Can Stanford University help solve the global semiconductor crisis?
Found in virtually every gadget powered by batteries or electricity, so ubiquitous as to be taken for granted, is that bedrock of our technological era, the semiconductor chip.
But last year, when automotive assembly lines stalled for lack of chips to build everything from anti-lock brakes to automatic door locks, public officials began to recognize the crisis that research and industrial scientists had seen coming.
“The world isn’t just facing production shortages for the chips we rely on today,” said Stanford electrical engineering Professor H.-S. Philip Wong. “We aren’t moving fast enough to create the next generation of semiconductors that we’ll need to broaden educational and economic opportunities, conserve energy and natural resources, and provide better and fairer access to technology.”
That sense of urgency and excitement suffused a recent virtual conference hosted by Stanford’s SystemX Alliance, which has, in various incarnations over the last 40 years, brought academic and industrial researchers together to develop new chip technologies and systems built on them. Prominent leaders of companies and academia presented visions for future generations of semiconductor technologies that will meet the insatiable demands for broadly accessible, energy-efficient computing. In many ways, Wong said, what we are seeing is less a crisis, but rather a huge opportunity.
The June event – Future Directions of Semiconductor Technology – was held as the Senate passed, and the House of Representatives is poised to take up, a bill that President Joe Biden is eager to sign that will invest roughly $50 billion in new fabs, or semiconductor fabrication plants, as well as fund research into developing new chip technologies and applications.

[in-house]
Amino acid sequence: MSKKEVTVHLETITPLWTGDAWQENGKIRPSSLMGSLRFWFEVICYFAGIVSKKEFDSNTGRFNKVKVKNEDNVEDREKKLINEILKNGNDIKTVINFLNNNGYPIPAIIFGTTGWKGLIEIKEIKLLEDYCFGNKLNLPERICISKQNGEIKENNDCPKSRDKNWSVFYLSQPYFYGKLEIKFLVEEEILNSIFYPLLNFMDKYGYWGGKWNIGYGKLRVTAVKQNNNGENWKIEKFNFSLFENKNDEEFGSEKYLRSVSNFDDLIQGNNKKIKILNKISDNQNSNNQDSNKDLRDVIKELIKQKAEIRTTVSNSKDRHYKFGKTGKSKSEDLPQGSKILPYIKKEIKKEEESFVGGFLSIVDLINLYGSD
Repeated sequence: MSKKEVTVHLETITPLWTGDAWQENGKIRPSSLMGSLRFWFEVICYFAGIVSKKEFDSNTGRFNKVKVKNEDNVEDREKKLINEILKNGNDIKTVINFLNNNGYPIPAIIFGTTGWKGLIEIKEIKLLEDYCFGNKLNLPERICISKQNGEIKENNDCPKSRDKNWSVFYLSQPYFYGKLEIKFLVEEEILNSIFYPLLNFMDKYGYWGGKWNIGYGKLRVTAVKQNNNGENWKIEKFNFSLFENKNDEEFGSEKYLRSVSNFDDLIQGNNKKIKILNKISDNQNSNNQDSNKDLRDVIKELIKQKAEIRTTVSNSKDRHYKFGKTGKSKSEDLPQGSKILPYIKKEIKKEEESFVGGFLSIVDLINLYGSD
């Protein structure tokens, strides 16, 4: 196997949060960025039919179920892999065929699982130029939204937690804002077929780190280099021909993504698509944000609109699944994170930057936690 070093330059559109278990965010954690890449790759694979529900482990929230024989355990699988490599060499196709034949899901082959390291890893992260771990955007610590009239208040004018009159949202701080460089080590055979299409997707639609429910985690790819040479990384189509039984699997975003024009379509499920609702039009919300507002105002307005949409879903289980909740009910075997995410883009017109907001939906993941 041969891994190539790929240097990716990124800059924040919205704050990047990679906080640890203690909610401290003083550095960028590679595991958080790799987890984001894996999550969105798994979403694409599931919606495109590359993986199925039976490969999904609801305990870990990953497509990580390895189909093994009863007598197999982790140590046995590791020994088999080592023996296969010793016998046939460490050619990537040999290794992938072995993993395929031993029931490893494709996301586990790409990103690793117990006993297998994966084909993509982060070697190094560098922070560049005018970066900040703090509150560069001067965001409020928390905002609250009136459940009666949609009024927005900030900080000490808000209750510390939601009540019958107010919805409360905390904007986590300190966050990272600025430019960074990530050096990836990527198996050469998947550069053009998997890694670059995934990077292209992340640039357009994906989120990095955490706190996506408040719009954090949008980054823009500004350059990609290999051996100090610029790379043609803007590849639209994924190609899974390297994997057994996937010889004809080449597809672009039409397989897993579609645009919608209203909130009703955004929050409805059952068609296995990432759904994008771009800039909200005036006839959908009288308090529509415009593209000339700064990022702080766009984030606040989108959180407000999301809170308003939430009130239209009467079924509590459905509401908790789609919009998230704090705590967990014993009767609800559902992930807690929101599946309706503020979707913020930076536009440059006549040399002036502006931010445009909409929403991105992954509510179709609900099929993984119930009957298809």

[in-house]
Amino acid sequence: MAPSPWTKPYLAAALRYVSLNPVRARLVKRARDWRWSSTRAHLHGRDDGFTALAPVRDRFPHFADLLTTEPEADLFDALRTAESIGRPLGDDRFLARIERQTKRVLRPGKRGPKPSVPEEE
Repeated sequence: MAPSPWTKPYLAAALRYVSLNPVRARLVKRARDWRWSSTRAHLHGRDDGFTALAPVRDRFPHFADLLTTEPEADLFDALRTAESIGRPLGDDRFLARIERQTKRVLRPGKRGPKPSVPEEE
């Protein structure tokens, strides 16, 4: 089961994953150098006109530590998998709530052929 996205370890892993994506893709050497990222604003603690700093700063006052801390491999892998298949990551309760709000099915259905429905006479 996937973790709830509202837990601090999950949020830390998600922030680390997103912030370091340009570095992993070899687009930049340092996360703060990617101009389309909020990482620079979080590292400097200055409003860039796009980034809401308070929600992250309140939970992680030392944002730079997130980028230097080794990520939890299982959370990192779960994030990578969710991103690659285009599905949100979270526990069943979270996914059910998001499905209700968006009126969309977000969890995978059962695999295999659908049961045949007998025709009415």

The bipartisan consensus to boost the chip sector, which first emerged during the previous administration, gathered force as the auto plant shutdowns caught lawmakers’ attention and the Biden administration began to define infrastructure as silicon and circuitry as well as concrete and steel.
Wong said Stanford could help lead on an initiative that will emerge from this chip stimulus act – creating a national “lab to fab” infrastructure to reduce the friction that hampers translation of academic discoveries into practical technologies. Until now, the U.S. has relied on startups to commercialize discoveries, but as electronic systems become ever more complex, the costs and time of this scale-up process are impeding innovation.
“Fragments of lab-to-fab translation processes exist in other places around the world, but they are conspicuously absent in the United States,” Wong said.
Jennifer Dionne, Stanford’s senior associate vice provost for research platforms and shared facilities, said an interdisciplinary research culture is critical to creating lab-to-fab pathways, and in that arena, Stanford excels. She is helping Stanford bring together not just the facilities but researchers from across the university to foster the collaborations that lead to fresh ideas. “Solving society’s challenges requires outstanding facilities that bridge departmental and school boundaries and enable the university to fulfill its missions of research, education and the translation of discoveries into beneficial products and technologies,” said Dionne, who is also an associate professor of materials science and engineering.